Display Settings:


Send to:

Choose Destination
Vet Parasitol. 2011 Feb 28;176(1):34-42. doi: 10.1016/j.vetpar.2010.10.037. Epub 2010 Oct 27.

Standardisation of a coproantigen reduction test (CRT) protocol for the diagnosis of resistance to triclabendazole in Fasciola hepatica.

Author information

  • 1School of Biological Sciences, The Queen's University of Belfast, Belfast, UK.


A sheep trial was performed to standardise a coproantigen reduction test (CRT) protocol for the diagnosis of resistance to triclabendazole (TCBZ) in Fasciola hepatica). The CRT employs the BIO K201 Fasciola coproantigen ELISA (Bio-X Diagnostics, Jemelle, Belgium) to test for the presence of F. hepatica coproantigens in a faecal sample. If it is coproantigen-positive, the CRT protocol recommends that faecal samples are re-tested for coproantigens at 14 days post-treatment (dpt), with negative testing at this point indicating TCBZ success. Initial work aimed to confirm the sensitivity of the BIO K201 ELISA for Fasciola infection and investigate whether coproantigens represent a robust reduction marker of TCBZ efficacy. Thirty-eight, indoor-reared sheep were artificially infected with F. hepatica isolates known to be susceptible (Cullompton) and resistant (Sligo) to TCBZ action, respectively. Treatment was administered at 12 weeks post-infection (wpi), with 2 sheep groups, infected with each isolate, culled at 2 and 4 weeks post-treatment (wpt), respectively. Necropsy was performed to confirm treatment efficacy. Individual faecal samples were collected twice-weekly throughout the trial period. Additional work focused on the effect of temperature on faecal sample collection and storage. Faecal samples collected from sheep positive for F. hepatica infection were sub-sampled and left at room temperature. Individual sub-samples were tested by ELISA on consecutive days and these readings compared to the original test result on the day of collection. In addition, ELISA values were compared between faecal sub-samples prepared on the day of sampling and post storage at -20°C. Also, an immunocytochemical study was performed to determine the tissue site of origin of the coproantigen protein in the fluke. Results showed that the BIO K201 ELISA was sensitive for Fasciola coproantigens, with coproantigens detectable from 5 wpi onwards. The suitability of coproantigens as a diagnostic marker of TCBZ efficacy was supported by the absence and presence of coproantigens in TCBZ-treated Cullompton (TCBZ-susceptible) and Sligo (TCBZ-resistant) F. hepatica infections at 2 and 4 wpt, respectively. Study results suggest that low to moderate temperature has little, if any, impact on coproantigen stability in faecal samples, but that higher temperatures may have. Immunolabelling for the coproantigen showed that it was specific to the gastrodermal cells of both adult and juvenile flukes.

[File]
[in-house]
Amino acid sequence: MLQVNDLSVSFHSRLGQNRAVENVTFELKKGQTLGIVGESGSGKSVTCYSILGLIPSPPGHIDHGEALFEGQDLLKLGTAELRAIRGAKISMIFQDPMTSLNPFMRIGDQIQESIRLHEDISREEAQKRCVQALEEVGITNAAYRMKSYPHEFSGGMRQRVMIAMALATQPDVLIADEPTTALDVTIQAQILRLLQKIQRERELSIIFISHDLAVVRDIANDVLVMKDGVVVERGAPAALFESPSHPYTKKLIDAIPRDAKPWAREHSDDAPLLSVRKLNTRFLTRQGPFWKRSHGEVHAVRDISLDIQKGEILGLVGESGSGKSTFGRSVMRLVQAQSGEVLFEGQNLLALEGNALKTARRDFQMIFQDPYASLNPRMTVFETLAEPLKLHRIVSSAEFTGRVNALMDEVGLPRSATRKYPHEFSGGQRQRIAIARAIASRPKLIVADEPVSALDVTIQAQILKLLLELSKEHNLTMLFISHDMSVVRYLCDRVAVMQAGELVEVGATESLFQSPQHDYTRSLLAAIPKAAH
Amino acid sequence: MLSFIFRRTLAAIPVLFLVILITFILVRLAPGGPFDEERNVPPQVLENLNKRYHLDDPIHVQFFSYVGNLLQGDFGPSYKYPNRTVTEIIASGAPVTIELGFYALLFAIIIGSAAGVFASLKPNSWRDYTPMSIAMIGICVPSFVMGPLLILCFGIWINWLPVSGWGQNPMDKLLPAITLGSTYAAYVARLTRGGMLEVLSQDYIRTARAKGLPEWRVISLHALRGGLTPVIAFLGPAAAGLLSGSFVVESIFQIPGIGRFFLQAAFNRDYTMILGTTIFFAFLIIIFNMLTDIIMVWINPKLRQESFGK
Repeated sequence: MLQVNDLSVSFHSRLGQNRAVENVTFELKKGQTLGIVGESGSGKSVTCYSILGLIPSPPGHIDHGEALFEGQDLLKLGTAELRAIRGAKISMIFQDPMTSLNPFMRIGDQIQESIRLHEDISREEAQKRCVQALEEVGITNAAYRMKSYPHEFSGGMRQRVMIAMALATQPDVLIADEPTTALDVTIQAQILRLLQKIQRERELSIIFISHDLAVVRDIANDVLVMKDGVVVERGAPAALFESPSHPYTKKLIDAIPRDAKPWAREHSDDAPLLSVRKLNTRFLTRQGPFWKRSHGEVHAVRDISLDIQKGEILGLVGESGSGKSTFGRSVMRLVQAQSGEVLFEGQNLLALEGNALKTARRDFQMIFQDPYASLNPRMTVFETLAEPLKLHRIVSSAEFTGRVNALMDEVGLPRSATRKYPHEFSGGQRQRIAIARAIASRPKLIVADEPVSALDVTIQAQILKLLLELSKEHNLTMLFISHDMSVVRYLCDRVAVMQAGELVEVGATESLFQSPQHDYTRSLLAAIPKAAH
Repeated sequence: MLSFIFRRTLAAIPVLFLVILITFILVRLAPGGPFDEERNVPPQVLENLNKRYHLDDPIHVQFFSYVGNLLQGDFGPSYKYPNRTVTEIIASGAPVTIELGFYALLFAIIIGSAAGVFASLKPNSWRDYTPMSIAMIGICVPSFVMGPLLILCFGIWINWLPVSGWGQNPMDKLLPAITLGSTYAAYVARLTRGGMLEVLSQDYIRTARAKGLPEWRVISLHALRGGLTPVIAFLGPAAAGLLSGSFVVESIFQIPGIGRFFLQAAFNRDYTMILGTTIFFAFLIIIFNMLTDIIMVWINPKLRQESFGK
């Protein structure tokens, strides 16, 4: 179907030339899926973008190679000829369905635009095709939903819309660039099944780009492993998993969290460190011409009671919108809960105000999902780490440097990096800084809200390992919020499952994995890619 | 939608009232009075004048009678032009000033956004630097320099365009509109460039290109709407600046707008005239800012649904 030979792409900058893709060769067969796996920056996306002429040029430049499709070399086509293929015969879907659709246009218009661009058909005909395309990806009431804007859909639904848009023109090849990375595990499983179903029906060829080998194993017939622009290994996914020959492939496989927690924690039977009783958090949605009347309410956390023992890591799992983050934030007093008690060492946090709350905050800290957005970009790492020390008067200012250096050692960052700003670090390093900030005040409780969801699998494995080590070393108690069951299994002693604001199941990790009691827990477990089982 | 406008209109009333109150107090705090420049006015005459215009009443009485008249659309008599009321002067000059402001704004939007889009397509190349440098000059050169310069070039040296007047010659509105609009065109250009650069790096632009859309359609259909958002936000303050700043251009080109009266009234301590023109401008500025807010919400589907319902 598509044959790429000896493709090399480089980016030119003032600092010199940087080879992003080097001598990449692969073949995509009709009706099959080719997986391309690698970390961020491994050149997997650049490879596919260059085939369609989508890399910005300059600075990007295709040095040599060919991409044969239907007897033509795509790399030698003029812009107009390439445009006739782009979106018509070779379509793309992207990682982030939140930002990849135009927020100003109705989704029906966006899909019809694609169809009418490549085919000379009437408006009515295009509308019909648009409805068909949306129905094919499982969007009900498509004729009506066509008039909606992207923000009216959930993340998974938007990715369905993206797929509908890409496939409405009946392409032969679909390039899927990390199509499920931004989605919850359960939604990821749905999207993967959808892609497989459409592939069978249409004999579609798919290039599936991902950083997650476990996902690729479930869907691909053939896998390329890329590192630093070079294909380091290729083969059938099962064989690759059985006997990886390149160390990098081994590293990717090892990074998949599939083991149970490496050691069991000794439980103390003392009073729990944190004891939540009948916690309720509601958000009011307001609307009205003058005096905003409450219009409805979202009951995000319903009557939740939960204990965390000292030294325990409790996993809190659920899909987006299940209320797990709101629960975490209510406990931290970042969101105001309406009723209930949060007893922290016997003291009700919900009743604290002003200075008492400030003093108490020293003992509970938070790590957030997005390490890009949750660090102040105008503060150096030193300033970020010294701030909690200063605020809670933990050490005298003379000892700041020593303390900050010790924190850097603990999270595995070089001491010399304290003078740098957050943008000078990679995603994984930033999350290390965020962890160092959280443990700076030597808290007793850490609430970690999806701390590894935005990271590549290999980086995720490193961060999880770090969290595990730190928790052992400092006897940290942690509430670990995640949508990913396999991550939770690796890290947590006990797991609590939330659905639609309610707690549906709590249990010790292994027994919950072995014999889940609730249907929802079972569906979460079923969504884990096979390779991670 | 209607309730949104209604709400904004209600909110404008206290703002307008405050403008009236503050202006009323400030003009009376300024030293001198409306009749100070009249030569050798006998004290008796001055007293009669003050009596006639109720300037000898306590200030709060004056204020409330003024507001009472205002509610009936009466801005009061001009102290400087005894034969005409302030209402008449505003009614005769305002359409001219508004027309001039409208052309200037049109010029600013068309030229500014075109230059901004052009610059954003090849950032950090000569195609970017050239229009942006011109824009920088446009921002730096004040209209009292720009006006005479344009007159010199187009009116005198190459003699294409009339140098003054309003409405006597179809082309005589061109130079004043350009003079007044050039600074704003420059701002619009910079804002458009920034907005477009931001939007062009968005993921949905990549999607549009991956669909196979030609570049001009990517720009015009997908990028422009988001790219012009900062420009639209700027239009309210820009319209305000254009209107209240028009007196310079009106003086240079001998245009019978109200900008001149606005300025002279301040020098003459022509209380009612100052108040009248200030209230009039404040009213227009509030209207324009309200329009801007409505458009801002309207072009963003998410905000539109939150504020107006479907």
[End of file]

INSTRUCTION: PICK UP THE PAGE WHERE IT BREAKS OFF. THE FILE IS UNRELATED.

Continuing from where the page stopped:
Copyright © 2010 Elsevier B.V. All rights reserved.

[PubMed - indexed for MEDLINE]
PubMed Commons home

PubMed Commons

How to join PubMed Commons

    Supplemental Content

    Loading ...
    Write to the Help Desk